In addition, hydroelectricity, which is used heavily by the Portuguese state, is an incredibly useful source of clean energy – if you’ve got it, that is. Not every nation aiming for low-carbon electrical grids have access to the topographic features or engineering funds and abilities required for hydroelectricity.
Costa Rica, for example, does have it; plenty of green-focused nations in Europe, however, do not. It’s also worth pointing out that extremely heavy rainfall hit Portugal in March, which indubitably filled its hydroelectric reservoirs up to optimum levels.
The other thing worth mentioning is that electricity demands fluctuate, on a seasonal basis – typically, demand is higher in the winter months than the summer months – and a monthly/weekly/daily one. Indeed, REN does note that March experienced a “sharp temperature deviation from the usual values” which would have affected demand.
The real test of Portugal’s renewable electricity sector, then, will be when the cold revisits the Iberian Peninsula toward the end of the year. If renewables still outpace fossil fuels, then we know we’re far more likely to be onto a winner.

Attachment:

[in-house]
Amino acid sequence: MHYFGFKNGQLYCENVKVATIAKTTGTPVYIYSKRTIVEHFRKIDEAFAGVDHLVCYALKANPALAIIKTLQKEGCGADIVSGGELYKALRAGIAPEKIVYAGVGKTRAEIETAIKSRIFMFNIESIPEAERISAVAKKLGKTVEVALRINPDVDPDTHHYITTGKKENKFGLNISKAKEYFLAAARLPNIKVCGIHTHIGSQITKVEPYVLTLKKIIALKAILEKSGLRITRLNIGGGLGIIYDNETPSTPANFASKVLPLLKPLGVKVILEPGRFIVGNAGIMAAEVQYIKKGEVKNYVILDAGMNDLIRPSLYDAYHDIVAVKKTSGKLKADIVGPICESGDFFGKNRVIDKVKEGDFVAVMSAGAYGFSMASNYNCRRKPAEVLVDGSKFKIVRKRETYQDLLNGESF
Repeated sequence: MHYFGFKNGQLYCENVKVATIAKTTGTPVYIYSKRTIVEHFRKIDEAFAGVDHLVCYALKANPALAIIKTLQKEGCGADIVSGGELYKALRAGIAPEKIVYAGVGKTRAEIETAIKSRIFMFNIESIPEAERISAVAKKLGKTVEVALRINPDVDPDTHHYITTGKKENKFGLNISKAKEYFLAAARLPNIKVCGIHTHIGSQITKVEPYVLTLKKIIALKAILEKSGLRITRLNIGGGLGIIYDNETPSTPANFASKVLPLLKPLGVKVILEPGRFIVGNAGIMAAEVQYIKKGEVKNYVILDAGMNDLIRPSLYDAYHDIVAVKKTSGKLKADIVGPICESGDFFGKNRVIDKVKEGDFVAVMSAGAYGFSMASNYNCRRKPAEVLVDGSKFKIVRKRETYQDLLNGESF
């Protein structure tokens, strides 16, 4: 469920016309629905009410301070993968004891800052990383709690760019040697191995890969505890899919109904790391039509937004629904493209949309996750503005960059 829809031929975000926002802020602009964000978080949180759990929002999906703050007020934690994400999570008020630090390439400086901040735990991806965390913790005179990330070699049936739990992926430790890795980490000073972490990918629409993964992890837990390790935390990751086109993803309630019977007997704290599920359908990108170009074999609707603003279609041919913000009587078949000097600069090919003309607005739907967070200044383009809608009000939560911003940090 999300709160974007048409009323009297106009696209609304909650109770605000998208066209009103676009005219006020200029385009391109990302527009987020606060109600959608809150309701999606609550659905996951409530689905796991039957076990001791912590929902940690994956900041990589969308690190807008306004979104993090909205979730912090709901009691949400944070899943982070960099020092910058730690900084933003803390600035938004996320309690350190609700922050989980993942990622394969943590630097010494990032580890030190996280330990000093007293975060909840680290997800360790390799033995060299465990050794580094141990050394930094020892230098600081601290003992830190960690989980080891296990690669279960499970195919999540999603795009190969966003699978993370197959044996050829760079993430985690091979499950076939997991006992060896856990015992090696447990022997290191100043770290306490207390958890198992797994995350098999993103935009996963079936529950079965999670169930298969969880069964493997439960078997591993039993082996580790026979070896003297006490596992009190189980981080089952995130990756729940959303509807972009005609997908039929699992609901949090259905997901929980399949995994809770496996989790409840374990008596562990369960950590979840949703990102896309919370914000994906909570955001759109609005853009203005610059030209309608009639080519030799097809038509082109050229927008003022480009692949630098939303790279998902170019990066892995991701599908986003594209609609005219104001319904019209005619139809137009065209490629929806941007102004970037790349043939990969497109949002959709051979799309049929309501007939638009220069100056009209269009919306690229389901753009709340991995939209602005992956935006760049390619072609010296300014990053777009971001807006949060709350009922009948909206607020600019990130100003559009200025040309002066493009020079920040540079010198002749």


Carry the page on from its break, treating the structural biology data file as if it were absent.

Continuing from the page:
Nevertheless, it’s clear that renewable energy sources are proliferating in Portugal, and that’s certainly laudable. The same clean energy campaigners suggested in the report that by 2040, the nation’s electrical grid will rely on nothing but renewables and a smidgen of natural gas. This is perhaps possible, but the future of the sector remains somewhat unpredictable.
In the meantime, then, let’s give Portugal a cautiously optimistic round of applause.